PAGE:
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How to Spotlight Oaxaca’s Cultural Diversity for Your ClientsJuly 21, 2015 By: Ana Figueroa
|Photo by Journey Mexico|
Few festivals in all of Mexico are as highly anticipated as the Guelaguetza in Oaxaca. Zapotec for “gift” or “offering,” the Guelaguetza takes place the last two Mondays of July. The main event of Los Lunes del Cerro (the Mondays on the hill) is a dance showcase, featuring costumed troupes comprised of Oaxaca’s different indigenous groups.
The Guelaguetza in its present form is a tradition more than eight decades old. It has evolved into a multi-media affair staged in a purpose-built hillside auditorium that holds more than 10,000 people.
“Oaxaca streets are full of life and color this week, with lots of parades, processions and all manner of fiestas. Besides the traditional cultural events, there's a mezcal fair in one of the city parks with live music and many different brands and varieties of mezcal to try. There's a lot going on outside of the city center as well with many of the surrounding villages preparing their own celebrations of the Guelaguetza,” Suzanne Barbezat tells Travel Agent.
The Oaxaca-based Barbezat is a travel writer and co-owner of Discover Oaxaca Tours. The company specializes in customized private tours. Itineraries can be adapted to emphasize culture, food, nature, handicrafts, archaeology or architecture, among other interests.
The diverse appeal is something tourism officials are eager to promote.
“Our culture, archeological zones, architecture, beaches, gastronomy and traditions are what attract visitors from the U.S. to Oaxaca. We’re doing a number of touristic promotions and videos that show Oaxaca as a well-rounded destination where it’s possible to encounter all of these things,” said Gabriel Antonio Pedro Reyes, tourism coordinator for the state of Oaxaca.
The state has also introduced touristic routes and corresponding Strategic Tourism Development Plans. The routes emphasize nature, adventure, culture, eco-travel, agritourism and other niche travel opportunities.
Boutique hotels, such as Casa Oaxaca, Hotel Azul Oaxaca and Casa Catrina are garnering attention from high-end international visitors. And new infrastructure improvements are coming on line. They include a new superhighway from Oaxaca City to Huatulco on the Pacific. Though much-delayed, current projections have the highway completed by year’s end. It will cut the trip down to three hours. That’s quite a difference from the current seven hours through mountainous terrain.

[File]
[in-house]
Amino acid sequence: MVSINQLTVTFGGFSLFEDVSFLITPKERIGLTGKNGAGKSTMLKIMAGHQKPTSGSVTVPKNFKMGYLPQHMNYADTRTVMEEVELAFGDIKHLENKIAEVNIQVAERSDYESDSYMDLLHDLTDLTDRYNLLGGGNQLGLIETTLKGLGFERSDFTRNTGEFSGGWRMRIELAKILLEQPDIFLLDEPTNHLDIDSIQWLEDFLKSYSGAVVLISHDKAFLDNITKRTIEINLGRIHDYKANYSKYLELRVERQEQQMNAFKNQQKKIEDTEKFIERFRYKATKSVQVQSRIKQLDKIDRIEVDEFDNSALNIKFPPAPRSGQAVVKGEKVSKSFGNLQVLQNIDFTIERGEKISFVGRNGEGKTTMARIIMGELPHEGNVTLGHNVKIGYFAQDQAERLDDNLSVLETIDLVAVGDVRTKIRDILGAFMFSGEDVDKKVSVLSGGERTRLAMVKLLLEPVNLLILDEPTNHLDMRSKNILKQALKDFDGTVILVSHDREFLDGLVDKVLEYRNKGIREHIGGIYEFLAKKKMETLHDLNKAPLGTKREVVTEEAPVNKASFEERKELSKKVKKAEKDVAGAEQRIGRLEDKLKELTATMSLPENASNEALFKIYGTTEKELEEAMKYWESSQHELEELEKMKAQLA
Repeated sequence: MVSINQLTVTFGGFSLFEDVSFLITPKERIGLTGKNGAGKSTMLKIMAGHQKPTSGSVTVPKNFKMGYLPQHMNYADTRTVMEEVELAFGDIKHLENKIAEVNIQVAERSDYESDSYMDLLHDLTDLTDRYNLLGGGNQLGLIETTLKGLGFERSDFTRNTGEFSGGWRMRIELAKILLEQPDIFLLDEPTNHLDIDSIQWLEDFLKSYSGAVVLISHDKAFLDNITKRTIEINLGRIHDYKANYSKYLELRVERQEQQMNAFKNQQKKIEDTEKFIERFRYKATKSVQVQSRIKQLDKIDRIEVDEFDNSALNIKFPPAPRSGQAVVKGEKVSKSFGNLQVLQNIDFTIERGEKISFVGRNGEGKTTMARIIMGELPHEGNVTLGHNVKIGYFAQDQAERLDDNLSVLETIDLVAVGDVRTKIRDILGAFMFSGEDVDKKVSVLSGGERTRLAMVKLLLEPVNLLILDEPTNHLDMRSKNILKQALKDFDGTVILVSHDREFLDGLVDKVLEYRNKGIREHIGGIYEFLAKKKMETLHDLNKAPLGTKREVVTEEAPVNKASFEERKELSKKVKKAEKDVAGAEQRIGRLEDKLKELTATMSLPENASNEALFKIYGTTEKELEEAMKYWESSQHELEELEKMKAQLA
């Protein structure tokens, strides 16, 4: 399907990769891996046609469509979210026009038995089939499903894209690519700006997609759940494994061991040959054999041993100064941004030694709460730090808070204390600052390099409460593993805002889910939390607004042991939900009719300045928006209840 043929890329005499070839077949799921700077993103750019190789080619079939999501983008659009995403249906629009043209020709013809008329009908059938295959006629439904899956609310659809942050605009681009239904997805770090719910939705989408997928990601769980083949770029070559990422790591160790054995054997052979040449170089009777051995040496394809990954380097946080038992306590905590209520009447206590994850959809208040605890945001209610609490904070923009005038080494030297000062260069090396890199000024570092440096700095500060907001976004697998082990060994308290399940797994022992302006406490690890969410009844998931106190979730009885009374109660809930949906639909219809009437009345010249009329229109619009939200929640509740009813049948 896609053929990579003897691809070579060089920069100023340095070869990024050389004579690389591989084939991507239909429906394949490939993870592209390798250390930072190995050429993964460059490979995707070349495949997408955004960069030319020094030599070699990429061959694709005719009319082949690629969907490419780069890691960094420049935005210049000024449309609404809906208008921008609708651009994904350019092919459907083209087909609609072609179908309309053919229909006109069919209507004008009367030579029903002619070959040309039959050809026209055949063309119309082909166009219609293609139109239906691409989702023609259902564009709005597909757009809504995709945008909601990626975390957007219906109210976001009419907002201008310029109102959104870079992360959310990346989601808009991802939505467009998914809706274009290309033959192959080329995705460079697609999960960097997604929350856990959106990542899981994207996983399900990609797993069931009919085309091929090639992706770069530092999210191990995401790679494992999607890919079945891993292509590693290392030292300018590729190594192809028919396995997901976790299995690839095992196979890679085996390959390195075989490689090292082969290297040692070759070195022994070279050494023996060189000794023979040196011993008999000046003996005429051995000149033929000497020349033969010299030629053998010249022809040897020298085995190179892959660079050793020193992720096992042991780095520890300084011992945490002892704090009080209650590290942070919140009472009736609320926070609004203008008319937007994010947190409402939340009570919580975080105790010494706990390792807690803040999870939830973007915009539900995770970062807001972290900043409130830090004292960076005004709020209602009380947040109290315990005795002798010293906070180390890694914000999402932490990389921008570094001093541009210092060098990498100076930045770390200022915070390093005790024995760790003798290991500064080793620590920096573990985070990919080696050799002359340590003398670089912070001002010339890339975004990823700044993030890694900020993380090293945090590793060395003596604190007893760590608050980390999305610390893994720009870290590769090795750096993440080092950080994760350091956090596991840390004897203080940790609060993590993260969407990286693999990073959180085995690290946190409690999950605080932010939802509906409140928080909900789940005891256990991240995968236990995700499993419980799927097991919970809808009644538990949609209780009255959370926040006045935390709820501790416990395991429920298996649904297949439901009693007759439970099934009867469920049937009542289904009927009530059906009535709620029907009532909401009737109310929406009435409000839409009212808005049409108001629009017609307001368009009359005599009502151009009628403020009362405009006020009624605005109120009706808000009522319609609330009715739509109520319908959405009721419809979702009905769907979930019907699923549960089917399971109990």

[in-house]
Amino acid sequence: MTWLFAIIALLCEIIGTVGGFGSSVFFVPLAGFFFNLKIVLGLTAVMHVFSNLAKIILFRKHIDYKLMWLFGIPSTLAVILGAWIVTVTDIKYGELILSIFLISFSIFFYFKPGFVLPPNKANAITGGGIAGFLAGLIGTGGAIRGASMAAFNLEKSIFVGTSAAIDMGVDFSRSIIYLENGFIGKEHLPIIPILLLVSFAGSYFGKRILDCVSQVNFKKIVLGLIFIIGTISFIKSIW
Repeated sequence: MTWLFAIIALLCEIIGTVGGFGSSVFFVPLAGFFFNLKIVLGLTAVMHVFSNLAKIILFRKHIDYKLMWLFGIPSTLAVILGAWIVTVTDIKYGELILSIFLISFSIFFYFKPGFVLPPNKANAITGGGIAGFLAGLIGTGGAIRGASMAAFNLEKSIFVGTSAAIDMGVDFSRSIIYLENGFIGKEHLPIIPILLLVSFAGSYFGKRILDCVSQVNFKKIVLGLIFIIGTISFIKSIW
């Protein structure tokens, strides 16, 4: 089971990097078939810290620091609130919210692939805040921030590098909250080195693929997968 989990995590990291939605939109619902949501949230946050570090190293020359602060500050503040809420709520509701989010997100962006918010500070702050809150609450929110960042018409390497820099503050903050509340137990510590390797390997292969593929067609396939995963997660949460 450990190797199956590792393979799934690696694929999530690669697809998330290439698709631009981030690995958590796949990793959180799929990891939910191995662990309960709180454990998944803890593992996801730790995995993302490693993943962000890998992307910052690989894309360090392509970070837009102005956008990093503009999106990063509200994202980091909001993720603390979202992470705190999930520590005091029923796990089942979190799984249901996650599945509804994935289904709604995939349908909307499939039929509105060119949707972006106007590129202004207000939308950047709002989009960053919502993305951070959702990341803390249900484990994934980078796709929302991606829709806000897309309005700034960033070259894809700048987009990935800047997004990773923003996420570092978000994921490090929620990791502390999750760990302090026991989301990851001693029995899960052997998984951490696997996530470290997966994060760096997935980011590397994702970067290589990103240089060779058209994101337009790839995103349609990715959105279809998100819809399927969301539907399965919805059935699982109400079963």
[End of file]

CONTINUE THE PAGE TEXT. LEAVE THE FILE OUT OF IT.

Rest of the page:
That rugged terrain of mountains, valleys and coasts lined with bays accounts for Oaxaca’s cultural diversity. Indigenous groups developed separately from each other. The result: some 17 different languages are spoken in the state. Most are derivations of Zapotec and Mixtec. A large portion of the populace speaks no Spanish.
|Photo by Journey Mexico|
“Oaxaca is such an incredible combination of all of Mexico’s multi-layered past. The different ethnic groups in the valleys and mountains have all brought their own languages, traditions and customs to bear. It makes for an incredibly rich and wide-ranging appeal,” Zach Rabinor, director general and CEO of Journey Mexico, tells Travel Agent.
Journey Mexico tours include market visits and cooking classes with well-known chefs, such as Casa Oaxaca’s Alejandro Ruiz. Tours also highlight the exceptional art and handicrafts of the region. Tours call on artisans in their homes and workshops in Teotitlan del Valle, known for woven rugs and blankets; Santa María Atzompa, home to the famous Oaxacan green pottery and San Martin Tilcajete, where the whimsical painted wooden animals known as alebrijes are from.
Though Guelaguetza events last only through month’s end, Oaxaca’s draw is year-round.
“I love teaching the overall mass market that Mexico is much more than a beach destination. Oaxaca is the best lesson I can offer ,” said Rabinor.